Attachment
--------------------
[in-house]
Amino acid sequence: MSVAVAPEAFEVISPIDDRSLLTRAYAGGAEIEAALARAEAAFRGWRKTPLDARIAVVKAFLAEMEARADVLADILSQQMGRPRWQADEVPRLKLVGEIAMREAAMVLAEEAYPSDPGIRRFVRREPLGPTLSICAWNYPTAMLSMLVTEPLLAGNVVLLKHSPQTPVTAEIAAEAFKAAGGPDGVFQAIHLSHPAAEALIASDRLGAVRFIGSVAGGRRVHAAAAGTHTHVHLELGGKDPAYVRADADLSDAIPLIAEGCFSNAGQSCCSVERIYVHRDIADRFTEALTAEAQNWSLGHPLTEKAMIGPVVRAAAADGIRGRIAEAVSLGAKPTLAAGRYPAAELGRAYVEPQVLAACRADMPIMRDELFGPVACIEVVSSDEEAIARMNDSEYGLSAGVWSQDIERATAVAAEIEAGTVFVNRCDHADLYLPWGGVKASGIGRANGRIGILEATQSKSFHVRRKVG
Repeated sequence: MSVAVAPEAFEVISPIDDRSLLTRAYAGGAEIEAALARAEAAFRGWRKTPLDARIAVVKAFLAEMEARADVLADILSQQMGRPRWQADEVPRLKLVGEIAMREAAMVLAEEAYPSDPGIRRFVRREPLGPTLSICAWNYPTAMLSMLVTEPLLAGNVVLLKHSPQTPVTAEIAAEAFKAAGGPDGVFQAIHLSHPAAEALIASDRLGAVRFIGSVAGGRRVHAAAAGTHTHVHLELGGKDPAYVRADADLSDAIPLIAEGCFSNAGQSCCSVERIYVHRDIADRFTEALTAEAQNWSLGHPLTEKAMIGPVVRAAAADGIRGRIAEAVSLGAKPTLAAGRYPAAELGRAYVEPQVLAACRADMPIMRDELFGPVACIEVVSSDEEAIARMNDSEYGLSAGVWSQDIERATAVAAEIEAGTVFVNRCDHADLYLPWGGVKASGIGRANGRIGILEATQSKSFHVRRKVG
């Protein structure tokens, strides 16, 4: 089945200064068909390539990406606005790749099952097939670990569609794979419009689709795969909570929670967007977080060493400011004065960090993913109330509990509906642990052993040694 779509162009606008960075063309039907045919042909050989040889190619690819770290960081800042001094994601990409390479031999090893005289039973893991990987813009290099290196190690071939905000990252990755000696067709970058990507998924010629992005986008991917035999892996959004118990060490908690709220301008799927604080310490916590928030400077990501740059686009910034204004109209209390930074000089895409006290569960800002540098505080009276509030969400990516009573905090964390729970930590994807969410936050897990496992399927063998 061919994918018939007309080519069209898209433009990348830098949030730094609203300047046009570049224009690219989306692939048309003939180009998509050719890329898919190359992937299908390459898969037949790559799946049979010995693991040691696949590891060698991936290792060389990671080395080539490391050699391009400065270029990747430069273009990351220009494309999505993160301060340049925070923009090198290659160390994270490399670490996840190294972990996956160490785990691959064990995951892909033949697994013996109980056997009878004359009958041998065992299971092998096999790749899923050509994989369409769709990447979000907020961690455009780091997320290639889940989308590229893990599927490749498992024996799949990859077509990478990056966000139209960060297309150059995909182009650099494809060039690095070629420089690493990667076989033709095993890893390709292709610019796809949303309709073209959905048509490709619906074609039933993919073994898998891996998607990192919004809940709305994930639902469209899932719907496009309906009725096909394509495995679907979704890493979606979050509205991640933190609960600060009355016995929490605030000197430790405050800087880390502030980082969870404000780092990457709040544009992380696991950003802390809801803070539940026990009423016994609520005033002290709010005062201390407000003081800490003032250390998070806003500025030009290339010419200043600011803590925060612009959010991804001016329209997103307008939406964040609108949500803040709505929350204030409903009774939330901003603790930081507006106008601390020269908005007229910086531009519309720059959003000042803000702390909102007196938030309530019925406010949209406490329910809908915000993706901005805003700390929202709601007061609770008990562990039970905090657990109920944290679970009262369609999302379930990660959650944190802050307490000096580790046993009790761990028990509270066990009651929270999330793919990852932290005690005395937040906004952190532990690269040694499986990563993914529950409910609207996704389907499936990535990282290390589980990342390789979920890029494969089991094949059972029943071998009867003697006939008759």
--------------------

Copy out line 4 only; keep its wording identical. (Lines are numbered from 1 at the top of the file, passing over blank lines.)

């Protein structure tokens, strides 16, 4: 089945200064068909390539990406606005790749099952097939670990569609794979419009689709795969909570929670967007977080060493400011004065960090993913109330509990509906642990052993040694 779509162009606008960075063309039907045919042909050989040889190619690819770290960081800042001094994601990409390479031999090893005289039973893991990987813009290099290196190690071939905000990252990755000696067709970058990507998924010629992005986008991917035999892996959004118990060490908690709220301008799927604080310490916590928030400077990501740059686009910034204004109209209390930074000089895409006290569960800002540098505080009276509030969400990516009573905090964390729970930590994807969410936050897990496992399927063998 061919994918018939007309080519069209898209433009990348830098949030730094609203300047046009570049224009690219989306692939048309003939180009998509050719890329898919190359992937299908390459898969037949790559799946049979010995693991040691696949590891060698991936290792060389990671080395080539490391050699391009400065270029990747430069273009990351220009494309999505993160301060340049925070923009090198290659160390994270490399670490996840190294972990996956160490785990691959064990995951892909033949697994013996109980056997009878004359009958041998065992299971092998096999790749899923050509994989369409769709990447979000907020961690455009780091997320290639889940989308590229893990599927490749498992024996799949990859077509990478990056966000139209960060297309150059995909182009650099494809060039690095070629420089690493990667076989033709095993890893390709292709610019796809949303309709073209959905048509490709619906074609039933993919073994898998891996998607990192919004809940709305994930639902469209899932719907496009309906009725096909394509495995679907979704890493979606979050509205991640933190609960600060009355016995929490605030000197430790405050800087880390502030980082969870404000780092990457709040544009992380696991950003802390809801803070539940026990009423016994609520005033002290709010005062201390407000003081800490003032250390998070806003500025030009290339010419200043600011803590925060612009959010991804001016329209997103307008939406964040609108949500803040709505929350204030409903009774939330901003603790930081507006106008601390020269908005007229910086531009519309720059959003000042803000702390909102007196938030309530019925406010949209406490329910809908915000993706901005805003700390929202709601007061609770008990562990039970905090657990109920944290679970009262369609999302379930990660959650944190802050307490000096580790046993009790761990028990509270066990009651929270999330793919990852932290005690005395937040906004952190532990690269040694499986990563993914529950409910609207996704389907499936990535990282290390589980990342390789979920890029494969089991094949059972029943071998009867003697006939008759």